Homeless Flap Goes International
Manteca’s decision to outlaw public defecation and outlawing the homeless’ ability to set up encampments wherever they wish is drawing criticism from as far away as Alberta, Canada.
Calls started pouring into City of Manteca phone numbers on Monday after they were posted on the Facebook page dubbed “Brave New Film: Justice” beneath a photo of a homeless man camped out under an elevated roadway. It was accompanied with the words, “The City of Manteca, CA, has just made it illegal for homeless people to camp outside even on private property with permission of owner. The city also closed public restrooms so they could hand out more citations. Share because there are better solutions! Overcrime.org.”
There were 3,155 shares as of 11 p.m. on Monday.
City Manager Karen McLaughlin’s office alone racked up 13 calls all from Area Codes outside the 209. The farthest was from Alberta with some coming from Utah. One caller left a message threatening an economic boycott of Manteca saying they drove on the freeway through Manteca two to three times a month from the Sacramento area although it wasn’t clear if they had ever bothered to stop in Manteca.
Other phone numbers that we listed included the city hall number for Mayor Willie Weatherford and the office number for Police Chief Nick Obligacion.
The site contends city personnel fielding the calls “weren’t happy about the pressure being put on them.”
If that’s the case, it’s news to McLaughlin.
Staff dutifully records all comments they are given by callers that want to leave messages and pass it on to the appropriate people. McLaughlin noted the staff was handling an unusual high number of calls and were doing so professionally. When asked, she said most of the callers were not from Manteca.
The Facebook posting used derogatory farm animal terms to describe Manteca Police contending they don’t care about the homeless as humans.
For folks passing judgment 1,000 miles away typing on a keyboard they may have missed a few things over the years such as officers like Mike Kelley working with the church he attends — Central Valley Baptist — to provide hot meals and clothing for the homeless. Kelley also opened his home to the children of a homeless family temporarily so they could be reunited with their parents when they were able to find a stable address.
The Manteca Police Officers Association routinely helps struggling people including buying food and clothing for kids — of whom many meet the definition of homeless — at Christmas. Most of the homeless that Bulletin reporters have talked with make it clear that the police treat them fairly and with respect.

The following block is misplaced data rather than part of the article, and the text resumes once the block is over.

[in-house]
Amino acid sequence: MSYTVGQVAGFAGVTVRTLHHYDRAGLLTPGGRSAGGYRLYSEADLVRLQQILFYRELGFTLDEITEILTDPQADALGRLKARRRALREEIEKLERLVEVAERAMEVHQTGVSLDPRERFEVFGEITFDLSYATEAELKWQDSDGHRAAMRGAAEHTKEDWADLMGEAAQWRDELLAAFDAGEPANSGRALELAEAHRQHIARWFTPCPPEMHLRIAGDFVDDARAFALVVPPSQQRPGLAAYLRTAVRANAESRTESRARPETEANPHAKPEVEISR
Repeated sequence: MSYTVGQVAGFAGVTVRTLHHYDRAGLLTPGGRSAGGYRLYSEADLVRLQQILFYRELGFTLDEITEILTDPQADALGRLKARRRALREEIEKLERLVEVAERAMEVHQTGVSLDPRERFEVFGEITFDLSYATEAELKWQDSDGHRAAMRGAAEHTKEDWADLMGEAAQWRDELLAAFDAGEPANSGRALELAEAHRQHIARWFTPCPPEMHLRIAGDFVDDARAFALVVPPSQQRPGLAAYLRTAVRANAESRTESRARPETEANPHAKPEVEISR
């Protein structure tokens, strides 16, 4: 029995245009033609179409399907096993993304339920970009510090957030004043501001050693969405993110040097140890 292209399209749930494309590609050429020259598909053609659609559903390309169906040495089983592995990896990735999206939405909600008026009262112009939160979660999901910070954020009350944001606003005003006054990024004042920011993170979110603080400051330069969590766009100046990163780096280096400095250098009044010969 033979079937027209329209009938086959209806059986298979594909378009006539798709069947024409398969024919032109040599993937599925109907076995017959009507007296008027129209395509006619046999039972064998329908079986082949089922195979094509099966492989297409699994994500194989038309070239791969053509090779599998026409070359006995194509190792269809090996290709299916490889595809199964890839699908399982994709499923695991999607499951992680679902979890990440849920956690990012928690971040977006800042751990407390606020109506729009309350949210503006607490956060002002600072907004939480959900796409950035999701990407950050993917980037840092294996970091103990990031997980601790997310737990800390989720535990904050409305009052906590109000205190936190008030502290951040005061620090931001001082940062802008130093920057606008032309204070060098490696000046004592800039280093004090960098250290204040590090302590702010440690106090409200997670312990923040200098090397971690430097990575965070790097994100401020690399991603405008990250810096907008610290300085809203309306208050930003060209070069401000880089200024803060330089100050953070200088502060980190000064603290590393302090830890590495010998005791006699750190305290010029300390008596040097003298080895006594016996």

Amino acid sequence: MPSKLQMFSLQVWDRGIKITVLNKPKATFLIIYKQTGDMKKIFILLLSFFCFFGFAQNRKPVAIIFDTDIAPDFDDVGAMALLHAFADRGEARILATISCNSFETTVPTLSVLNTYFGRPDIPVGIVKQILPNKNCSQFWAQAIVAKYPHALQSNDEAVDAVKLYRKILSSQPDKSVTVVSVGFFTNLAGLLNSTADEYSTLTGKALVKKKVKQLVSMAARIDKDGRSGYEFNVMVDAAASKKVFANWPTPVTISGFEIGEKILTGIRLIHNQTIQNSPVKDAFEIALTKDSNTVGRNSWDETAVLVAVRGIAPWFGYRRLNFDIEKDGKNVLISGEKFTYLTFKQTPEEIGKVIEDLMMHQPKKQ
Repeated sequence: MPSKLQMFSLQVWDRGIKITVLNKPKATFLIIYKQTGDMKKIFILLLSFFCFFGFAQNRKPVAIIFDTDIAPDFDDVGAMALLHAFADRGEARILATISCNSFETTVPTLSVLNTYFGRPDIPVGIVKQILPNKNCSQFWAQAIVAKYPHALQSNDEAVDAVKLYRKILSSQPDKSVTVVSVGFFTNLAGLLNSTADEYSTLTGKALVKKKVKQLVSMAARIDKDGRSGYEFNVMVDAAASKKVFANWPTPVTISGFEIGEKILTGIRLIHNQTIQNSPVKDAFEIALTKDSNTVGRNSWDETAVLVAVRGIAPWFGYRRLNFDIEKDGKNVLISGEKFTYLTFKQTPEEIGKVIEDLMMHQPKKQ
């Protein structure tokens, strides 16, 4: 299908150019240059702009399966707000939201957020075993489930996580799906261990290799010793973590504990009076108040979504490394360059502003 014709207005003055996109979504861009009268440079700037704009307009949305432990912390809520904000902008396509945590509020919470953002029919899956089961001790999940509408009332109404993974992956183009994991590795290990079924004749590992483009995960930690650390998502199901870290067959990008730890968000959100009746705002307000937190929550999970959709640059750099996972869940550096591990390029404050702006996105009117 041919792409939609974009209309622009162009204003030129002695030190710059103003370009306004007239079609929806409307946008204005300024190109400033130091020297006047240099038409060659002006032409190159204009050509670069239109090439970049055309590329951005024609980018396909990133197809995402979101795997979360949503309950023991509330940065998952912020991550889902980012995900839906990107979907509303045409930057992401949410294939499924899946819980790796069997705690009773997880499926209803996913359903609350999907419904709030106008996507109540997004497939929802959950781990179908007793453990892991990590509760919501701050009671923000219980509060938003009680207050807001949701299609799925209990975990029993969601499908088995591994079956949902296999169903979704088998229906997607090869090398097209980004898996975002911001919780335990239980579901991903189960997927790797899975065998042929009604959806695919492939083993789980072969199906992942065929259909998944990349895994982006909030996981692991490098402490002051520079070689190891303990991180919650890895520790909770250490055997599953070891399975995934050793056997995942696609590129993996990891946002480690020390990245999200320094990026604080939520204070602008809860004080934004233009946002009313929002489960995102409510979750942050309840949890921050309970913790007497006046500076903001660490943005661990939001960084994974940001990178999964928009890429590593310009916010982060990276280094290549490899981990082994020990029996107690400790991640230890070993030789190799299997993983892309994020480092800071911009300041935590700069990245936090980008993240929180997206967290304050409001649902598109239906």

And that doesn’t include the fact retired Manteca Police Sgt. Dave Thompson just stepped down less than two weeks ago as executive director of the HOPE Family Shelter that has assisted more than 2,000 homeless people. He was director for 14 years and was convinced to join by a fellow retired police officer who was working with the homeless at the time.
As for closing the public restrooms, the city did that only in one instance at Library Park and certainly not for the purpose of issuing more citations. Nor was it a unilateral decision by the police.
McLaughlin said the decision of when to reopen the Library Park restrooms rests with her and not the police chief.
She noted the restrooms were closed not to prevent the homeless from going to the bathroom there. It was done out of concern for city employee and public safety. On a daily basis workers were having to remove hypodermic needles as well as used condoms when cleaning the restrooms.
There was concern about accidental needle sticks happening to municipal employees or kids from the nearby playground that used the restrooms. There were also issues with communicable diseases related to the condoms.
McLaughlin emphasized that it is not believed that it was simply the homeless having sex or doing drugs in the restrooms. The city has also been receiving complaints about prostitution in and around Library Park. The closing of the restrooms resolved that matter.
The homeless — or anyone else — are free to use the restrooms at the Manteca Library just yards way from the Library Park restrooms.
But because of problems that were happening in the restrooms there the library instituted a key policy.
Anyone is free to use the restroom but they must ask for a key to the door.
“It is no different than what many businesses do such as CVS Pharmacy,” McLaughlin said of the bathroom key policy.
Downtown business owners confirmed there were instances of the homeless defecting in doorways and urinating on walls long before the Library Park restrooms were locked. Also, complaints were being made about the homeless urinating facing traffic along busy Yosemite Avenue prior to the restrooms being closed as well.
State law already outlaws public defecation and urination. The penal code violations are rarely prosecuted by the district attorney’s office due to a backlog of more serious matters. By codifying such bans in a municipal ordinance the city attorney can prosecute those charged with doing so.
The police chief is currently working on the next “tool” in a bid to address homeless issues with the drafting of an ordinance making it illegal to rummage through Toters where residents place garbage and recyclables.